The third point will prove crucial in chapter 15, because it describes the resurrection of Christ. In 1 Cor. 15:4b, Paul probably makes a deliberate choice to use the Greek perfect tense to say he was raised (NIV). Since the entire chapter is about the implications of Christs resurrection, Paul used the perfect tense here to emphasize the results or present state produced by a past action.[4] As a result, Gordon Fee concludes that Paul is implying that he [Jesus] was both raised and still lives.[5] Oh yes he does!

The tradition Paul is reciting also provides the extra details that Jesus was raised on the third day according to the Scriptures (1 Cor. 15:4b).This resurrection on the third day was exactly what Jesus told his disciples would happen (Matt. 16:21; Luke 9:22). One vital lesson for us is that God is totally faithful to his promises. We will see later in chapter 15 that the resurrection of Jesus was the precursor of our own future resurrection as believers in Jesus Christ. God will prove equally faithful to raise us!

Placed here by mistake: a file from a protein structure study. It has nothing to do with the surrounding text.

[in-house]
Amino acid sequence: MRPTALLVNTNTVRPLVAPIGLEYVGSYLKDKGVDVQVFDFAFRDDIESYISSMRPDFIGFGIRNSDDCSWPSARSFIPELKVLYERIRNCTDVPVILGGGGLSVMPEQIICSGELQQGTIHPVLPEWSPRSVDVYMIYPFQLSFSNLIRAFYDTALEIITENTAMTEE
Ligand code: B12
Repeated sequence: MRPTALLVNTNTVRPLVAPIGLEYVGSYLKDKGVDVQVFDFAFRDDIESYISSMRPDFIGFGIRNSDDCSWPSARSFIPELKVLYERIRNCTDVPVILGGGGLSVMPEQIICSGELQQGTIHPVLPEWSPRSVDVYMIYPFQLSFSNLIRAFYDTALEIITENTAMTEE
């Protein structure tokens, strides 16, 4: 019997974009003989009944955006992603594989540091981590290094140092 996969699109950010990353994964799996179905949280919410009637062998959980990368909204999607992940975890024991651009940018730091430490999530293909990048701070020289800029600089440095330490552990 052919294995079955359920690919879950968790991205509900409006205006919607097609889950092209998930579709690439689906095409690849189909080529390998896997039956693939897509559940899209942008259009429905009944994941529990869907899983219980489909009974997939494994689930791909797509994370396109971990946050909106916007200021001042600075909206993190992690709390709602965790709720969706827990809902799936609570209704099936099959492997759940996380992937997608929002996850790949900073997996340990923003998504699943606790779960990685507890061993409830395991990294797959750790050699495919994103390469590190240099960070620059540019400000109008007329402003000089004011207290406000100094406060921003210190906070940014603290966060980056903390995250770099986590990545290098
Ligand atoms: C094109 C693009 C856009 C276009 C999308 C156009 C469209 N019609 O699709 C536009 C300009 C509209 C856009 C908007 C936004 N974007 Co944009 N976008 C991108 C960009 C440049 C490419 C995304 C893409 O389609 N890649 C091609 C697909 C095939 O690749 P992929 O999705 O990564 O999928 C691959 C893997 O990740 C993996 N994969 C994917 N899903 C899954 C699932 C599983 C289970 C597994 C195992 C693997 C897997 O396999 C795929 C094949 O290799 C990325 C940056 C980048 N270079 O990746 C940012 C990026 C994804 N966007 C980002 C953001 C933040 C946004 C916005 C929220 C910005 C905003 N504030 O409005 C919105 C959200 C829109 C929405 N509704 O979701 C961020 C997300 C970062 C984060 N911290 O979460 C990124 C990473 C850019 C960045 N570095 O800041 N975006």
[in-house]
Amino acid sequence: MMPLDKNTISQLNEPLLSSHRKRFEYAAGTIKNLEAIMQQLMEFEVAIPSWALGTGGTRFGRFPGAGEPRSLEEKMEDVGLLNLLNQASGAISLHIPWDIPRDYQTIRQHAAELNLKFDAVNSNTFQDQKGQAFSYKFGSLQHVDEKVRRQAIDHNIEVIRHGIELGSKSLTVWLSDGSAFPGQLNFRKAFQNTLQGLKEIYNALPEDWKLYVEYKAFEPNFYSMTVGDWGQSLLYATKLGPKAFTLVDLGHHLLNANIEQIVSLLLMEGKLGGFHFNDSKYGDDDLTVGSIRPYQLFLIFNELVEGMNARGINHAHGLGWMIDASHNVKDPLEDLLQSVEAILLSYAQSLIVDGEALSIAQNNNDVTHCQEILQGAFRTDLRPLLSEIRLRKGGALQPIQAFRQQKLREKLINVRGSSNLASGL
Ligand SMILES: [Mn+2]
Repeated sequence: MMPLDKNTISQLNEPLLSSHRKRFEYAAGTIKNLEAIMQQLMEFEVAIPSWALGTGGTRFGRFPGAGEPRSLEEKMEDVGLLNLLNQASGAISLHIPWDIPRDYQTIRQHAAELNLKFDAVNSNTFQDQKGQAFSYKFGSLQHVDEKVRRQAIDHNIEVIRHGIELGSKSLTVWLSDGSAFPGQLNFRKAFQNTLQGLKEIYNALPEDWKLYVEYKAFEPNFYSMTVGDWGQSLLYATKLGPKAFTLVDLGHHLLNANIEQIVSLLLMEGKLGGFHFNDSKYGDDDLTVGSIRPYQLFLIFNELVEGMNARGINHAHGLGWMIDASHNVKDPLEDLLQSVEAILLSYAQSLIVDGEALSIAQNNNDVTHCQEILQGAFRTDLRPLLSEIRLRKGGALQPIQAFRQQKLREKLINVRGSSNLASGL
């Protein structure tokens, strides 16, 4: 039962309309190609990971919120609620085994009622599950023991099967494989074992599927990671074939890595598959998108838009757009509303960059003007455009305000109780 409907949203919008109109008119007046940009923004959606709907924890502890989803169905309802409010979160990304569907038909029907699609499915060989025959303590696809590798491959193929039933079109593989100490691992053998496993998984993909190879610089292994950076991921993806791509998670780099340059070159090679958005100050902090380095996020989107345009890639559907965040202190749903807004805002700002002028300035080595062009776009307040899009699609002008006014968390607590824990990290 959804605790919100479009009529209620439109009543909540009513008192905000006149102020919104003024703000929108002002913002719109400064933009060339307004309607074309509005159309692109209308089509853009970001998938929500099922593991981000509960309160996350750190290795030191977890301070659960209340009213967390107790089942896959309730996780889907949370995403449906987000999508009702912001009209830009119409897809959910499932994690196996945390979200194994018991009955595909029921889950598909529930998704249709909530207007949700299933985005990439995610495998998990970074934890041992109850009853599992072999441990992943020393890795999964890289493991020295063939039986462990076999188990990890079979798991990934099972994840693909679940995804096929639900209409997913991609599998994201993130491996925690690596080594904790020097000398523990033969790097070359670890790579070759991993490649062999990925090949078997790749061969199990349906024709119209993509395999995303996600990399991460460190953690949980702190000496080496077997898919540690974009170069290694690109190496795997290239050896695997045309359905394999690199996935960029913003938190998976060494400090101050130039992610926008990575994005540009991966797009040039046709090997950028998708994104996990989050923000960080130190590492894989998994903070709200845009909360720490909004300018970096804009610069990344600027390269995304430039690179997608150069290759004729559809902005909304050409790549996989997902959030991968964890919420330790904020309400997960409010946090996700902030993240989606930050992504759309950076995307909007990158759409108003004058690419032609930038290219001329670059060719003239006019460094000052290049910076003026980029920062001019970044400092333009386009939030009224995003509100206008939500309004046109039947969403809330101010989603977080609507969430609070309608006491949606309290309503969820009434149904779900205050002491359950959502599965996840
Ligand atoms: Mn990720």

Cephas is the Aramaic name for Peter (John 1:42). The tradition Paul is recounting includes appearances by the resurrected Christ to individuals and groups (1 Cor. 15:5-8). Paul notes that many eyewitnesses to the resurrection are still alive — making verification possible — but some have fallen asleep (verse 6), the encouraging Christian term for dying. Thiselton says, Paul did not think of the resurrection as some sort of [indescribable] truth beyond history; rather, it was an event . . . for which historical eyewitness testimony was readily available.[6] Even more encouraging, Thiselton adds, The metaphor of falling asleep . . . to denote the death of Christian believers carried with it the grammar of being awakened at the resurrection.[7]

The fact that Jesus appeared to James (1 Cor. 15:7) is interesting. Fee reminds us that This James is the Lords brother, who, along with his other brothers, did not believe in him during Jesus earthly ministry (John 7:2-9) but who appear with the disciples after the resurrection.[8] The resurrection of Jesus transformed people in his own time and still does today.